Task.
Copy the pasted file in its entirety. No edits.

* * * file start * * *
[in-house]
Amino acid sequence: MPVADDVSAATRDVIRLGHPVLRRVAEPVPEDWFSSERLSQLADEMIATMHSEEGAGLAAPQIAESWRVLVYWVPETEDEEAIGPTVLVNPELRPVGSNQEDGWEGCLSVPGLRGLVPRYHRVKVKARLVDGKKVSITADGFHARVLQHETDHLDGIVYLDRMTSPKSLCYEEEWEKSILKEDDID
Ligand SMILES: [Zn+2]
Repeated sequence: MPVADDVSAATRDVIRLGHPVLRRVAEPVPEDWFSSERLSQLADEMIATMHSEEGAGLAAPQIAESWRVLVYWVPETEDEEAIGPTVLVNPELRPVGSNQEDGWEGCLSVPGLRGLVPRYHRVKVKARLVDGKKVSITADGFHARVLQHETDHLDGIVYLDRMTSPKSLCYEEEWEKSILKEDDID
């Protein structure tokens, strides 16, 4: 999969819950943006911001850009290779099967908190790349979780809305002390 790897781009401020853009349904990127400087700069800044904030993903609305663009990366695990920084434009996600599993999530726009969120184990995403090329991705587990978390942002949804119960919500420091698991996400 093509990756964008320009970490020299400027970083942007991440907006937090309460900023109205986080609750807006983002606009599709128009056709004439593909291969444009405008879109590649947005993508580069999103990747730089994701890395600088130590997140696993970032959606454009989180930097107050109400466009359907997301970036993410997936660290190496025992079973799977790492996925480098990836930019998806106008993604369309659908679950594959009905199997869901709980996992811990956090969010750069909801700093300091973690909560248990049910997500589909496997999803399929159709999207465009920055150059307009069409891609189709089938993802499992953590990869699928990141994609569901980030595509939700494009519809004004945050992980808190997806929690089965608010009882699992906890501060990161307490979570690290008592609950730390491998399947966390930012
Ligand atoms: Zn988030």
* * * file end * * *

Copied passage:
[in-house]
Amino acid sequence: MPVADDVSAATRDVIRLGHPVLRRVAEPVPEDWFSSERLSQLADEMIATMHSEEGAGLAAPQIAESWRVLVYWVPETEDEEAIGPTVLVNPELRPVGSNQEDGWEGCLSVPGLRGLVPRYHRVKVKARLVDGKKVSITADGFHARVLQHETDHLDGIVYLDRMTSPKSLCYEEEWEKSILKEDDID
Ligand SMILES: [Zn+2]
Repeated sequence: MPVADDVSAATRDVIRLGHPVLRRVAEPVPEDWFSSERLSQLADEMIATMHSEEGAGLAAPQIAESWRVLVYWVPETEDEEAIGPTVLVNPELRPVGSNQEDGWEGCLSVPGLRGLVPRYHRVKVKARLVDGKKVSITADGFHARVLQHETDHLDGIVYLDRMTSPKSLCYEEEWEKSILKEDDID
């Protein structure tokens, strides 16, 4: 999969819950943006911001850009290779099967908190790349979780809305002390 790897781009401020853009349904990127400087700069800044904030993903609305663009990366695990920084434009996600599993999530726009969120184990995403090329991705587990978390942002949804119960919500420091698991996400 093509990756964008320009970490020299400027970083942007991440907006937090309460900023109205986080609750807006983002606009599709128009056709004439593909291969444009405008879109590649947005993508580069999103990747730089994701890395600088130590997140696993970032959606454009989180930097107050109400466009359907997301970036993410997936660290190496025992079973799977790492996925480098990836930019998806106008993604369309659908679950594959009905199997869901709980996992811990956090969010750069909801700093300091973690909560248990049910997500589909496997999803399929159709999207465009920055150059307009069409891609189709089938993802499992953590990869699928990141994609569901980030595509939700494009519809004004945050992980808190997806929690089965608010009882699992906890501060990161307490979570690290008592609950730390491998399947966390930012
Ligand atoms: Zn988030």